According to Jan, all of the advanced design student's work this week was terrible. For the most part, I agree. Maybe I should temporarily call this blog "sort of superfine design." I think the fact that our first assignment was to design layouts for an actual magazine, instead of a TA, added a sense of urgency and lack of forethought to some elements in my work this week.
The VOX cover story was a spotlight on the new indie band trend of "selling out" their music to television networks. If you've watched the O.C., you'll recognize the Rooney and Death Cab for Cutie episodes where the bands did just that. And, oh God, I just noticed something. Does that dash need to be between the words "selling out?" I knew I should have taken editing last semester...
I stuck a publicity shot of the band on the cover because the story was primarily using John Henry and the Engine as an example of this new trend. However, I now realize the story was encompassing the trend itself, and using a band photo was too specific for the subject matter. The graphic was inspired by the band's logo, and I made a few changes to the color and layout to avoid copying the logo outright. I really like the how the colors pop and that it kind of looks like a guitar. Maybe?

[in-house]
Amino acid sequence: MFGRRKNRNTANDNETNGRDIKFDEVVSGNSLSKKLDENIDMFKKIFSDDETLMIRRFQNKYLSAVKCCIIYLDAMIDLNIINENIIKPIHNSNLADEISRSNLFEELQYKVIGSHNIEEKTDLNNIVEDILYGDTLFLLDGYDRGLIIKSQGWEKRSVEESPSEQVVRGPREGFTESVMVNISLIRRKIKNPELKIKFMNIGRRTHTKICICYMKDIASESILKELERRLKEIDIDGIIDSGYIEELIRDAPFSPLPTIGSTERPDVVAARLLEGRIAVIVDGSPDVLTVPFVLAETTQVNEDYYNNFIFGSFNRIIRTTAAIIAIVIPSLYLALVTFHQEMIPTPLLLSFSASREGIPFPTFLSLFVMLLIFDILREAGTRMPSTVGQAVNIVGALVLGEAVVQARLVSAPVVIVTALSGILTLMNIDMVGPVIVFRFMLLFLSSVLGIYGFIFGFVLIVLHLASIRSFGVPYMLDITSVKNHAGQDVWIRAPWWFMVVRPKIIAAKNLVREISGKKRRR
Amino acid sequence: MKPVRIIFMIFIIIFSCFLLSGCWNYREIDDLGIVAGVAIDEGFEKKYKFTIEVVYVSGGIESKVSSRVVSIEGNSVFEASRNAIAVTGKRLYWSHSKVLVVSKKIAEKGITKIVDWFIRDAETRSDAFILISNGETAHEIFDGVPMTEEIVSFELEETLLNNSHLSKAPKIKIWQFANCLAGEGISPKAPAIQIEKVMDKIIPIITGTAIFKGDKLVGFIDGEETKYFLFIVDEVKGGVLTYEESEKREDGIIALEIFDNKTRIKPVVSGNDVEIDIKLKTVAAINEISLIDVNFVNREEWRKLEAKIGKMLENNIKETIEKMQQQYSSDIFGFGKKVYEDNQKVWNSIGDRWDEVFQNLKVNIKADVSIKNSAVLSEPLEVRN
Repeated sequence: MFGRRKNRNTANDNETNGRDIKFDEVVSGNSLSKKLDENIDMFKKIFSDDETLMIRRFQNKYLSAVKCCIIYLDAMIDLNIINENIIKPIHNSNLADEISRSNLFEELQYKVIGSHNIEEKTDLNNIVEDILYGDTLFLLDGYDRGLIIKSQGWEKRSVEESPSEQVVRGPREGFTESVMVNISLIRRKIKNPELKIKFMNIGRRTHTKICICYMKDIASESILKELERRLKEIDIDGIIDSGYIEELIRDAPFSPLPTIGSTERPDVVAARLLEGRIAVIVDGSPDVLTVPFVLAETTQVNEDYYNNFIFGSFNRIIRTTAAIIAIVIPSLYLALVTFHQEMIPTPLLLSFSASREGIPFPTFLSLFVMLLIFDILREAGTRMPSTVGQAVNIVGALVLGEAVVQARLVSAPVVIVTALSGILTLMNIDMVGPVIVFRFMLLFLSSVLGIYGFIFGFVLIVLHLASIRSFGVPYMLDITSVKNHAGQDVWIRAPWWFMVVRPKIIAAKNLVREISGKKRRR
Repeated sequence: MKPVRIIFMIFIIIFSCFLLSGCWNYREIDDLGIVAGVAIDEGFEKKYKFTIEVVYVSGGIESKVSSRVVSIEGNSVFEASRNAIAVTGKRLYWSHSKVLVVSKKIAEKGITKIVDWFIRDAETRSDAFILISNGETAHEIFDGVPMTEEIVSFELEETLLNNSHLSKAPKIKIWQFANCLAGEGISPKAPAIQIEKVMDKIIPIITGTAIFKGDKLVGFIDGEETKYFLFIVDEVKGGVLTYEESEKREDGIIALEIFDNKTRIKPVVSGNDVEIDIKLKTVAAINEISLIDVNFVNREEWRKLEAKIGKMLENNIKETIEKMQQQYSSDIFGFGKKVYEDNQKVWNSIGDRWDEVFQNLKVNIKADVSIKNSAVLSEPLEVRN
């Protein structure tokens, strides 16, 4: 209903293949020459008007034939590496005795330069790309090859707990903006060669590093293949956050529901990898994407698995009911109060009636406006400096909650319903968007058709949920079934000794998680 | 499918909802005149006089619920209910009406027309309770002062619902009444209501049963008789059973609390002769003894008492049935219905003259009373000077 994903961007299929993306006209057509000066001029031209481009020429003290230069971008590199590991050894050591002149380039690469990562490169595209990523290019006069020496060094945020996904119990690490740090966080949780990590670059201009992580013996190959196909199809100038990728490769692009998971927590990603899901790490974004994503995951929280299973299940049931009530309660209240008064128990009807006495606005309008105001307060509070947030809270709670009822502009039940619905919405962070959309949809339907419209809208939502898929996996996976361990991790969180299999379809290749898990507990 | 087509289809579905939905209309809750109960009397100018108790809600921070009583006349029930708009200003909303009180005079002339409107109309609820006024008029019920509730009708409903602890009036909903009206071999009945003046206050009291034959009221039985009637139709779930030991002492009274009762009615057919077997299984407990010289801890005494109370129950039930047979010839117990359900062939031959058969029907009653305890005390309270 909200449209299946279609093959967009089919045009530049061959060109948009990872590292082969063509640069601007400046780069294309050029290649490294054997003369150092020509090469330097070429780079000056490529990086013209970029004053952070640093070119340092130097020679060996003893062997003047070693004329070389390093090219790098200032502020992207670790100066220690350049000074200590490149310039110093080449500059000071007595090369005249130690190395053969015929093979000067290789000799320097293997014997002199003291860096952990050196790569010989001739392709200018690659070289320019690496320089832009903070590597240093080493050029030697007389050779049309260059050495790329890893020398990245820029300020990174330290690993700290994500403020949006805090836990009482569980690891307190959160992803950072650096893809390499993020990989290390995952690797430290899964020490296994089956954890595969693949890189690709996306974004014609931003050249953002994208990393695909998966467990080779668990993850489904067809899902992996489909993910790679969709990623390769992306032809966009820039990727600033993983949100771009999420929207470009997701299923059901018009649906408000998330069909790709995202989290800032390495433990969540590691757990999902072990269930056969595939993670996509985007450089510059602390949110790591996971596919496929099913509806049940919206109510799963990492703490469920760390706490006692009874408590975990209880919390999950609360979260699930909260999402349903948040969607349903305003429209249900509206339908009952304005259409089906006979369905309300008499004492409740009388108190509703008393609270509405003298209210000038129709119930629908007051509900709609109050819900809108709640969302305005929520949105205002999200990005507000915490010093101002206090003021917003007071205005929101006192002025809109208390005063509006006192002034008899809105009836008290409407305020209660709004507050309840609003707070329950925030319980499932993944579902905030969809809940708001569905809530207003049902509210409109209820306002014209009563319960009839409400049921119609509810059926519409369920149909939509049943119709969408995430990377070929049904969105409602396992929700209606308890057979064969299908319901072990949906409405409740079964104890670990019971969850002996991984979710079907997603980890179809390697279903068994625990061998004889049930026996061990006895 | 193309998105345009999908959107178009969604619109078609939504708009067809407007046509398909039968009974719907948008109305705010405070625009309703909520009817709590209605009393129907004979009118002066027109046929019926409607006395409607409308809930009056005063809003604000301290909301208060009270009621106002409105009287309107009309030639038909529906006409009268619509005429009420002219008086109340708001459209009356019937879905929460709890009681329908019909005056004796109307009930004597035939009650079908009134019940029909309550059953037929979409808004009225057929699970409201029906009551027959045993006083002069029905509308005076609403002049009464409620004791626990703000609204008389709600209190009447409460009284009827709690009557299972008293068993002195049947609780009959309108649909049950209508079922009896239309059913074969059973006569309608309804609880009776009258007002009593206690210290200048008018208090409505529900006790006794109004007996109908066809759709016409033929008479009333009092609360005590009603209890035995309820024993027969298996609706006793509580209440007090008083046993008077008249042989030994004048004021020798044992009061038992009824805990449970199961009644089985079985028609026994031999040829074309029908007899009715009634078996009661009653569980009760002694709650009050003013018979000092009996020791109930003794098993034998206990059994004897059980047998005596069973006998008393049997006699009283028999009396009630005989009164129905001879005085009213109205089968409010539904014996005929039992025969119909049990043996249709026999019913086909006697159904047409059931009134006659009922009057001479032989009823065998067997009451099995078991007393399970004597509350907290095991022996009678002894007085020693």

The feature story was about two very different men with very different financial viewpoints, but a very similar passion for all things economic. While the subject initially seemed a bit bland, I realized the whole point of the story was to bring the somewhat intangible subject of economics down to an easily understandable level that, yes, even I could understand. I tried to do the same with my design. While gimmicky, overdone and predictable, I thought the title "Faces of the Economy" screamed for a recognizable Warhol-inspired design. Were the multiple faces too literal? Perhaps. Do I think they look good and work with the headline? Yes.
Don't even get me started on the text itself, there was enough of it to fill ten pages. I wanted to keep the bulk of the spread simple, with a separate section for each of the men. In order to do that, I had to do something creative with the two opening paragraphs. In hindsight, I realize putting the entire first paragraph in capitals WAS A BIT INTENSE and I would put that in normal text format to prevent from scaring the reader away; exactly the opposite of a designer's intention. Off to a great start!
If the screaming sub-head didn't scare you away, you'll notice that I used green throughout the rest of the design to obviously reflect the monetary subject. I made it a lighter lime green to match the opening illustration and keep it fun. There is odd spacing around the bulk of the text, but I think the asymmetry and white space avoids being awkward and is successful in adding interest. The sidebar is huge and obnoxious, and I am not sure why there is a box around it. Needless to say, there will be a re-design coming soon.